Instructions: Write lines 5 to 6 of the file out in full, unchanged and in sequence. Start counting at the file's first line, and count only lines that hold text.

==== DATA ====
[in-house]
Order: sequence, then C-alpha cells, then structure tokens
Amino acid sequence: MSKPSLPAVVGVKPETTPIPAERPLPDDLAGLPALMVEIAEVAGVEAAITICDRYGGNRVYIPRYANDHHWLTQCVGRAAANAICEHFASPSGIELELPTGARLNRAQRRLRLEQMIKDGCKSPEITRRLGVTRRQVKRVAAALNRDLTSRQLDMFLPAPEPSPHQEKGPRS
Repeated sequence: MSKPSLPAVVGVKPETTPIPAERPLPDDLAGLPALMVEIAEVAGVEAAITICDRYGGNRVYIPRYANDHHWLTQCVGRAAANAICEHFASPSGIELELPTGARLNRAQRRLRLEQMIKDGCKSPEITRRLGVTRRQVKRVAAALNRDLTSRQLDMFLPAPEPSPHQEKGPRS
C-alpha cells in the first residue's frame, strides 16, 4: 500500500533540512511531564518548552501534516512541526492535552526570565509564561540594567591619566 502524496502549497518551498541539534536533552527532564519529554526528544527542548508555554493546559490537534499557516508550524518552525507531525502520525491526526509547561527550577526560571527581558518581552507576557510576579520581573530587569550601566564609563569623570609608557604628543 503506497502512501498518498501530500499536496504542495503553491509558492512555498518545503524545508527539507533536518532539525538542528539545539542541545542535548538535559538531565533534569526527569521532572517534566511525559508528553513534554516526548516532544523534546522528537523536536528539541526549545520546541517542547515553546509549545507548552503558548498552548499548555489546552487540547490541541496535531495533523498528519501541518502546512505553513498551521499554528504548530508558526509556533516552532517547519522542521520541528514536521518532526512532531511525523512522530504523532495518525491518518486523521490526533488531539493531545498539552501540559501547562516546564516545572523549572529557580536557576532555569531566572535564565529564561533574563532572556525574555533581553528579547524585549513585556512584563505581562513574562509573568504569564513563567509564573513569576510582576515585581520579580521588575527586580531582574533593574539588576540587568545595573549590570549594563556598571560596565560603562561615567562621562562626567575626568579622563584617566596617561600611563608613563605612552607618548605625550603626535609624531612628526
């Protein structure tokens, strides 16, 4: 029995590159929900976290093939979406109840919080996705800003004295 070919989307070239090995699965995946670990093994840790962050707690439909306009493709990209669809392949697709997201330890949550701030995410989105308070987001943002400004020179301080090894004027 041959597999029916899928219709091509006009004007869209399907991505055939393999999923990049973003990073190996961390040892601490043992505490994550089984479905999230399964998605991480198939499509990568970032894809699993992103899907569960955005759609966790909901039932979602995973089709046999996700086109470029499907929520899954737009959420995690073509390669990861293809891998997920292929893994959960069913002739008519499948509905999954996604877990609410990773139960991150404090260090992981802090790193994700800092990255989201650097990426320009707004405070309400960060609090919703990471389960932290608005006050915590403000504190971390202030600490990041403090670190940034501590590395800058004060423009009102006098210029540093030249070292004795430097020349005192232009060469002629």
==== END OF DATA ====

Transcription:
C-alpha cells in the first residue's frame, strides 16, 4: 500500500533540512511531564518548552501534516512541526492535552526570565509564561540594567591619566 502524496502549497518551498541539534536533552527532564519529554526528544527542548508555554493546559490537534499557516508550524518552525507531525502520525491526526509547561527550577526560571527581558518581552507576557510576579520581573530587569550601566564609563569623570609608557604628543 503506497502512501498518498501530500499536496504542495503553491509558492512555498518545503524545508527539507533536518532539525538542528539545539542541545542535548538535559538531565533534569526527569521532572517534566511525559508528553513534554516526548516532544523534546522528537523536536528539541526549545520546541517542547515553546509549545507548552503558548498552548499548555489546552487540547490541541496535531495533523498528519501541518502546512505553513498551521499554528504548530508558526509556533516552532517547519522542521520541528514536521518532526512532531511525523512522530504523532495518525491518518486523521490526533488531539493531545498539552501540559501547562516546564516545572523549572529557580536557576532555569531566572535564565529564561533574563532572556525574555533581553528579547524585549513585556512584563505581562513574562509573568504569564513563567509564573513569576510582576515585581520579580521588575527586580531582574533593574539588576540587568545595573549590570549594563556598571560596565560603562561615567562621562562626567575626568579622563584617566596617561600611563608613563605612552607618548605625550603626535609624531612628526
């Protein structure tokens, strides 16, 4: 029995590159929900976290093939979406109840919080996705800003004295 070919989307070239090995699965995946670990093994840790962050707690439909306009493709990209669809392949697709997201330890949550701030995410989105308070987001943002400004020179301080090894004027 041959597999029916899928219709091509006009004007869209399907991505055939393999999923990049973003990073190996961390040892601490043992505490994550089984479905999230399964998605991480198939499509990568970032894809699993992103899907569960955005759609966790909901039932979602995973089709046999996700086109470029499907929520899954737009959420995690073509390669990861293809891998997920292929893994959960069913002739008519499948509905999954996604877990609410990773139960991150404090260090992981802090790193994700800092990255989201650097990426320009707004405070309400960060609090919703990471389960932290608005006050915590403000504190971390202030600490990041403090670190940034501590590395800058004060423009009102006098210029540093030249070292004795430097020349005192232009060469002629």